The F Addiction
The night before, she had spent hours on planning the details. The hairs better be unkempt to contrast the nude makeup. The face cupped in a white pillow to add sharpness to the just-woke-up jawline. A book flipped aside, its identity concealed, to inspire curiosity. The loose t-shirt, light pink in color, on her to draw eyes to her femininity. The angled window drapes to let the right amount of light fall on her face. She thought of a caption: “When the sun sees the moon.”
She woke up at 6:30 am the following day. It didn’t take her much time to get the perfect shot. She, as usual, took longer than the usual—more than an hour—to edit the selfie to match the girl in her imaginations. Visuals of people going gaga for her on Facebook trended in her daydreams.
With hopes higher than her latest heels from Jimmy Choo, she posted the photo on Facebook. The anticipation of the magical red bar to notify her of likes on her photo dripped from her eyes glued to the phone’s screen. After almost 20 minutes of desperate waiting, she found a thick ring of blood on her index finger. She was so overtaken by anxiety that she didn’t realize that she was biting her finger.
Rita waited for seven hours to see her rise to stardom. She got twenty-three likes on her selfie. She sobbed. Pain rented the air.
The 31-year-old technology journalist lived in a blue-and-white prison named Facebook. The red notification was her blood.
That grief-stricken Rita bore little resemblance to the optimistic, confident girl she pretended to be at work. Her fingers trembled, her body drooped as her scary addiction to Facebook left her helpless.
“I don’t exist. No one notices me.”
Her cries came in gasps as she recalled how she had cooked up stories of her “wise” interactions with her baby girl to become a popular mom on Facebook. Rita yelped as if wounded by the knowledge of how her friends’ “viral” parenting posts describing their children’s sudden, profound thoughts had pressurized her to credit scripted comments—duly hash-tagged—to her four-year-old daughter.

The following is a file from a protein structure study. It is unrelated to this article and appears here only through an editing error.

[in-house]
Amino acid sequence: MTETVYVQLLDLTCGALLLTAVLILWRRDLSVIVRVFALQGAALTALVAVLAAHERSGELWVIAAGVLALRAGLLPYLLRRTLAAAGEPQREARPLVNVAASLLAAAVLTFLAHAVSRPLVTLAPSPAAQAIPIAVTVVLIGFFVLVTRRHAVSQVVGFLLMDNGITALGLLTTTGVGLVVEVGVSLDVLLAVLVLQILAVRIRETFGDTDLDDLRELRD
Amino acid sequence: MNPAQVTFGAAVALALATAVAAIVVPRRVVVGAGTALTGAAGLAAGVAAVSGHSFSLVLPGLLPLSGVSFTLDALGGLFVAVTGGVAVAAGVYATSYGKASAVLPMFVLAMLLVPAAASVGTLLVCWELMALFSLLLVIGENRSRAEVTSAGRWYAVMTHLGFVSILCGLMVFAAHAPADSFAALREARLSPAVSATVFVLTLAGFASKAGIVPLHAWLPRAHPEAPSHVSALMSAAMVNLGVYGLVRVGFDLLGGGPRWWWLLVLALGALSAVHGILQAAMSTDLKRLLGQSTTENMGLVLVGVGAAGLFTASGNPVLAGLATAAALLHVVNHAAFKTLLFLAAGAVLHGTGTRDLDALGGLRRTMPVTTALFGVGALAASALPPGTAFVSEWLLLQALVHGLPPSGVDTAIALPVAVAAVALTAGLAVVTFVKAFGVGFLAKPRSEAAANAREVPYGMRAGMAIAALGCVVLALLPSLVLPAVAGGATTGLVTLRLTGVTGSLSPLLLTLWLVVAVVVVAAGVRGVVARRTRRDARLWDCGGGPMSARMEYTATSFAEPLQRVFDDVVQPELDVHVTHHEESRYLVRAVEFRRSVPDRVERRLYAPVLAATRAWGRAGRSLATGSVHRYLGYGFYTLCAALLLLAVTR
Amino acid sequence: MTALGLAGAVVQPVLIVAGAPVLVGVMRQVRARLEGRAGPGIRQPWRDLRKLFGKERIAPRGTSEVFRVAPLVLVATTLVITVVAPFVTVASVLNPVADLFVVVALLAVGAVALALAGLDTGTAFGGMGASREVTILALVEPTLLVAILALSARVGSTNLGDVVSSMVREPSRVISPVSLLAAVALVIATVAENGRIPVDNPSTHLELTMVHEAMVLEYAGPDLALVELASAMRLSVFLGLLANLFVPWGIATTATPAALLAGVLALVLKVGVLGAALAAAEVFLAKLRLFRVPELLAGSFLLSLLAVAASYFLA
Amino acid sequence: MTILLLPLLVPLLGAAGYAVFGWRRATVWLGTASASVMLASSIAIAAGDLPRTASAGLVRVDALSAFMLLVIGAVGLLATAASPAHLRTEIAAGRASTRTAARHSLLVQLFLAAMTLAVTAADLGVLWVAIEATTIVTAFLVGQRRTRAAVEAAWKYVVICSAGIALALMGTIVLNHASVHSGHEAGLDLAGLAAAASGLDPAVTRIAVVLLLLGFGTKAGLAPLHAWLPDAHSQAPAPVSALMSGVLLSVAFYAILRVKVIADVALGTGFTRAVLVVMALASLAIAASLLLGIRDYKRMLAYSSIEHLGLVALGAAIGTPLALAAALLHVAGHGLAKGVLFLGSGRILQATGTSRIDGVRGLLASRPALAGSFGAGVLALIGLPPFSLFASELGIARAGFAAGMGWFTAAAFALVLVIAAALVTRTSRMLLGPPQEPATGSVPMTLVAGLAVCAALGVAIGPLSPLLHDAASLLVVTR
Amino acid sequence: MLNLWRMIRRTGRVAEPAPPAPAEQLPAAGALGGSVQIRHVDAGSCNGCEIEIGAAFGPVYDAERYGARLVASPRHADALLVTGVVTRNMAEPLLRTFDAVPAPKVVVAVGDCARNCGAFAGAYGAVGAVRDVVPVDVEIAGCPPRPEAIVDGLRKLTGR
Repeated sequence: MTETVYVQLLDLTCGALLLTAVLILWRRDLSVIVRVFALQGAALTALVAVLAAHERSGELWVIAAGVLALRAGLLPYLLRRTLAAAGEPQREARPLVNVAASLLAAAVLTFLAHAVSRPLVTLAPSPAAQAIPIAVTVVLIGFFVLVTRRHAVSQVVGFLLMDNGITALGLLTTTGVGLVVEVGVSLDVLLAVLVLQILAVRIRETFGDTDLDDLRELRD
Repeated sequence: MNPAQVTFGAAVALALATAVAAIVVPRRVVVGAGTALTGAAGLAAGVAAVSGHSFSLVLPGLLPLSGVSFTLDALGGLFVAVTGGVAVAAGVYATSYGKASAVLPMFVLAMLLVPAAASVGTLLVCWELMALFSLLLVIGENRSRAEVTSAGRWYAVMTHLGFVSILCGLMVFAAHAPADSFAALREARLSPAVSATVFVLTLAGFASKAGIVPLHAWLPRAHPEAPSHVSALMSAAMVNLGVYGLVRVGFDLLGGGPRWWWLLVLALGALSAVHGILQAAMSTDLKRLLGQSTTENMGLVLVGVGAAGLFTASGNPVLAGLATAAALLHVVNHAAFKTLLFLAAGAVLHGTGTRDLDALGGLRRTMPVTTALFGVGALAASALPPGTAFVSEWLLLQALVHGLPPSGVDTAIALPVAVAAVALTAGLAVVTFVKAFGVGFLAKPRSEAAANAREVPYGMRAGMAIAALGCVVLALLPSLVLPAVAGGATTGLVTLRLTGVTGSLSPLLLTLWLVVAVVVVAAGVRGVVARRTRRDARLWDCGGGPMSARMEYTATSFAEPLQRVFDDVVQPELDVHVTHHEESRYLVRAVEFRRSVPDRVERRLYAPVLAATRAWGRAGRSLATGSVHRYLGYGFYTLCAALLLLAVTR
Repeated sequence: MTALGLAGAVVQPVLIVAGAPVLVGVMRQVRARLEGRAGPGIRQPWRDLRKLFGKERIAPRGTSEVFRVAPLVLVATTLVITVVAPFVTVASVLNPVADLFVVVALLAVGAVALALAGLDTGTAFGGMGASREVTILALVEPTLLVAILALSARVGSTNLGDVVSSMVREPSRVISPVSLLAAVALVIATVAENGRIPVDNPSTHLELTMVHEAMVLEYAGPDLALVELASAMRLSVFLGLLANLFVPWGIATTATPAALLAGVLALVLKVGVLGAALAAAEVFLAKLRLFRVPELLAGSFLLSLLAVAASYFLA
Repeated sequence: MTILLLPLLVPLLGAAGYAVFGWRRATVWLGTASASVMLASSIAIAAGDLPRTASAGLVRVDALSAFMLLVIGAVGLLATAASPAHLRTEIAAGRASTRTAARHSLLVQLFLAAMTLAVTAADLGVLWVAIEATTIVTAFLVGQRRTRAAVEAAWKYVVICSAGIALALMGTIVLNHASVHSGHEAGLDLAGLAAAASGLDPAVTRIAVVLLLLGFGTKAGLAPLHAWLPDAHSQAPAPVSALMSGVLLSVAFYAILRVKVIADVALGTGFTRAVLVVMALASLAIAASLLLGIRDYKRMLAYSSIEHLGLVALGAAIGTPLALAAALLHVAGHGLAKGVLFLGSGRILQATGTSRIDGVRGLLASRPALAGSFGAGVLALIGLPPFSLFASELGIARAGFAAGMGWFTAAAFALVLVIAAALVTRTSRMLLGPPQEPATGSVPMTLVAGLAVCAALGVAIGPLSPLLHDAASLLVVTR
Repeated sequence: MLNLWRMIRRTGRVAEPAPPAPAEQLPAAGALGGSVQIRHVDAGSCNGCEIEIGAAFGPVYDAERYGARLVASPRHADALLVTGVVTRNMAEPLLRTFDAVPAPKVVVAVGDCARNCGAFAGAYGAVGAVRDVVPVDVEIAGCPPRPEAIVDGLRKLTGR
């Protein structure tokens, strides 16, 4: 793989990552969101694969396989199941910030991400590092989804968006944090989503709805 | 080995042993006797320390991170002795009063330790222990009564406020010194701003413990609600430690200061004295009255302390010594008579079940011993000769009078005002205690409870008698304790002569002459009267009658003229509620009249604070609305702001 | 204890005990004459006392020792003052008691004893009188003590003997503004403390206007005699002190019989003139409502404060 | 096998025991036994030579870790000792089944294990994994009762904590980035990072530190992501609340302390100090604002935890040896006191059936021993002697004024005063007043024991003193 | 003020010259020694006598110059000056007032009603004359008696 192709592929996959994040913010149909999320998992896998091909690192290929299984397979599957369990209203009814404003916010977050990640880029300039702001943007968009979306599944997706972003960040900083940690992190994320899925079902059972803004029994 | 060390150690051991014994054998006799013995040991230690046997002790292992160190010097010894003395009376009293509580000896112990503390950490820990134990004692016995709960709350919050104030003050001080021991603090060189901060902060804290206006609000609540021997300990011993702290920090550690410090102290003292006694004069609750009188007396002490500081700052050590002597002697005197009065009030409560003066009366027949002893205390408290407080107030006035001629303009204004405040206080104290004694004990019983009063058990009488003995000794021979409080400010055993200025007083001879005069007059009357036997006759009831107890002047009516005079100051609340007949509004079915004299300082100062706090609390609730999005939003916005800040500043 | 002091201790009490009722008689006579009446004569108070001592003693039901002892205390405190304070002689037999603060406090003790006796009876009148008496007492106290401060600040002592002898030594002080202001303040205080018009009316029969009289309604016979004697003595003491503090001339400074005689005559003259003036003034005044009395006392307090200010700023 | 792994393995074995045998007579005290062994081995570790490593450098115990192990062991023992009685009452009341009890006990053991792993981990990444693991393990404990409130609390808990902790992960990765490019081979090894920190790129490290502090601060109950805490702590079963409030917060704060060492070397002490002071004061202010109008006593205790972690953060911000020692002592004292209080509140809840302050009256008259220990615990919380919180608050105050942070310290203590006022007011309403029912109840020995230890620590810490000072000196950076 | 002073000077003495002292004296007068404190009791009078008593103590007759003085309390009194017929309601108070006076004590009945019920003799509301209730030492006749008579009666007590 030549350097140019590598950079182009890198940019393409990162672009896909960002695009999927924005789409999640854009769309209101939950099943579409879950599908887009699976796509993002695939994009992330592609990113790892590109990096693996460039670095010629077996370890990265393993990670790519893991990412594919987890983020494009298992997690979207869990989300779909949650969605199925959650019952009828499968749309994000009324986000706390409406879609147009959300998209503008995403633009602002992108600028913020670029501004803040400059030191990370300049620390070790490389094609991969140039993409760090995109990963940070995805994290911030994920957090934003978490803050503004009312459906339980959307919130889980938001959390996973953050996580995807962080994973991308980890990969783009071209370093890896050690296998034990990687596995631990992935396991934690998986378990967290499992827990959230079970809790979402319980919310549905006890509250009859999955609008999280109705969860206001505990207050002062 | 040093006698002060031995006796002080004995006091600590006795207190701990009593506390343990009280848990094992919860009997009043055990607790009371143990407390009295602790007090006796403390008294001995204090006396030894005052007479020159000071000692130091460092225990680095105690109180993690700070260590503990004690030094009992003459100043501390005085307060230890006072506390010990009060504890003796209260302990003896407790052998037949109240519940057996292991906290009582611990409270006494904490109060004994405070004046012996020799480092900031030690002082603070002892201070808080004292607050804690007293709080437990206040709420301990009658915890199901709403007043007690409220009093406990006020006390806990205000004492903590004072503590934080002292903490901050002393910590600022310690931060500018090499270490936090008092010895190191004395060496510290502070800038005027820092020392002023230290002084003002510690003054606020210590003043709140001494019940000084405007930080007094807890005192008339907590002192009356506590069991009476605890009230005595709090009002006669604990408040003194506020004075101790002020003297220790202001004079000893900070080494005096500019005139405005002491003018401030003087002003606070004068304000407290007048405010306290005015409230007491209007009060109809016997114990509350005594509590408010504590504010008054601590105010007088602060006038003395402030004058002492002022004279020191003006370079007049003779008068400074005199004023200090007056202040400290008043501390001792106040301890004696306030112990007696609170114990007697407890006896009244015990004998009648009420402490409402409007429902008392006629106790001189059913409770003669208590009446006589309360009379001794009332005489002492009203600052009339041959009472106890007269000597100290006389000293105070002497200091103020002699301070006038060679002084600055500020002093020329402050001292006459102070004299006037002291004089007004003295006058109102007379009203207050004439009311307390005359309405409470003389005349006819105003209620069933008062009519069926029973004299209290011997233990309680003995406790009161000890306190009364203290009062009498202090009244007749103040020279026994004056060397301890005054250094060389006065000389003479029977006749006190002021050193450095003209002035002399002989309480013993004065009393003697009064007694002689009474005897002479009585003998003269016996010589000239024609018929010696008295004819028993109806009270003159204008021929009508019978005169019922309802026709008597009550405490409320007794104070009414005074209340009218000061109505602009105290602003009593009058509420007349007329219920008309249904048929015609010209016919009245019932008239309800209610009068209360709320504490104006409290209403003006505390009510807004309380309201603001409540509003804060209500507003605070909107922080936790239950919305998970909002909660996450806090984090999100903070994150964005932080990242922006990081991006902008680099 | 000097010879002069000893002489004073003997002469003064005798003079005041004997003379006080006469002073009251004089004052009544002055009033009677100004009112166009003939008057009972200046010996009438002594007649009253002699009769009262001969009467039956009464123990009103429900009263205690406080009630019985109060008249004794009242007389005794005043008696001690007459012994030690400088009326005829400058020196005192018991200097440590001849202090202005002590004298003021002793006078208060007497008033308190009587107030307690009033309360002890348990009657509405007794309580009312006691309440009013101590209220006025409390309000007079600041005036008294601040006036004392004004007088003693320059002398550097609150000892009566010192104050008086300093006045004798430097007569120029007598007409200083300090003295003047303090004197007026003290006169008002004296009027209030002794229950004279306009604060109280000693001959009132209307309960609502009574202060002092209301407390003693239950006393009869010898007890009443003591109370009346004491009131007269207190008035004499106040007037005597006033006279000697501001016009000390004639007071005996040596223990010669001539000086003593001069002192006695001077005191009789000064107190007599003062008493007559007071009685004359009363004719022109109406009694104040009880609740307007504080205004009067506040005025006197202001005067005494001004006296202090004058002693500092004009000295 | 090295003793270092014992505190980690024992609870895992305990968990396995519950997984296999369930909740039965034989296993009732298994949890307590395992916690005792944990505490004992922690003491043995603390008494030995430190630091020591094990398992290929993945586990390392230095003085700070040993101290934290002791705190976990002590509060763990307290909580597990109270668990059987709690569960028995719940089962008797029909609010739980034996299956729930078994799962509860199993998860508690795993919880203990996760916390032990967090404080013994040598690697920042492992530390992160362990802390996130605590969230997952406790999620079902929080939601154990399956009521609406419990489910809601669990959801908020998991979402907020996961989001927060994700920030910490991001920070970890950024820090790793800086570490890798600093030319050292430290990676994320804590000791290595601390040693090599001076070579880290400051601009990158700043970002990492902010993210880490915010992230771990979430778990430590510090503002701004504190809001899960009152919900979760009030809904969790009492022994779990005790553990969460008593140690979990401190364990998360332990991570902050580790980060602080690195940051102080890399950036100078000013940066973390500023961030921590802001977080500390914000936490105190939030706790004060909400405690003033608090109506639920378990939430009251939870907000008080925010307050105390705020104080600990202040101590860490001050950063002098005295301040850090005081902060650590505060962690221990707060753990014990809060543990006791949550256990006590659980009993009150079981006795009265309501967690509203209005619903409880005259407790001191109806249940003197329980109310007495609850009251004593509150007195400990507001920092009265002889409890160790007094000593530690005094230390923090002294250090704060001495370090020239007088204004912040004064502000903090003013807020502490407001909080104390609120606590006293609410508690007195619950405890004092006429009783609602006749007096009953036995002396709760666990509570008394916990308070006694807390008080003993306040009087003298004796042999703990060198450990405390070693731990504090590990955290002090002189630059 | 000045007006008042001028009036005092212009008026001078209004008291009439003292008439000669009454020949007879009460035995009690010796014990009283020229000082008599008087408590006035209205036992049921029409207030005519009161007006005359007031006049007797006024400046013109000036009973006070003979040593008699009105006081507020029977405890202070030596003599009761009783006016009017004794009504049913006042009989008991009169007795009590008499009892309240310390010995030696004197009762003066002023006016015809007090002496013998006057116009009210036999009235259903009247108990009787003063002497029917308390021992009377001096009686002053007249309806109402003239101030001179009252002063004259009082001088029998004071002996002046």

To calm down, she sat down on her bed to continue writing the editorial piece for the Sunday issue.
Mark Zuckerberg, along with 40 odd geniuses, controls the attention of two billion people. With Facebook, Instagram, and WhatsApp under his belt now, the Wartime CEO is the undisputed king of the attention economy. Nothing stops him. Riots, genocides, data breaches, Instagram and WhatsApp founders’ quitting, bad press, fake news, ad boycott. He apologizes and moves on to his next game. The new-age Emperor Augustus Caesar is unstoppable; so are the rising profits of Facebook.
Every second of your attention makes Mark richer. He eats your attention for breakfast, lunch, and dinner. And, shamelessly does he serve the rest to few dictators to manipulate you to vote for them.
It is unlikely that the single-minded Zuckerberg or the brilliant Sandberg would ever do anything to discourage the dangerously addictive behavior that keeps billions of people hooked on the opium-like newsfeed. Even those who understand how addiction works are held captive by the chances of dopamine release from a notification.
She couldn’t write a word. Her eyelids hung in shame.
After years of self-denial, Rita finally booked an appointment with a psychologist.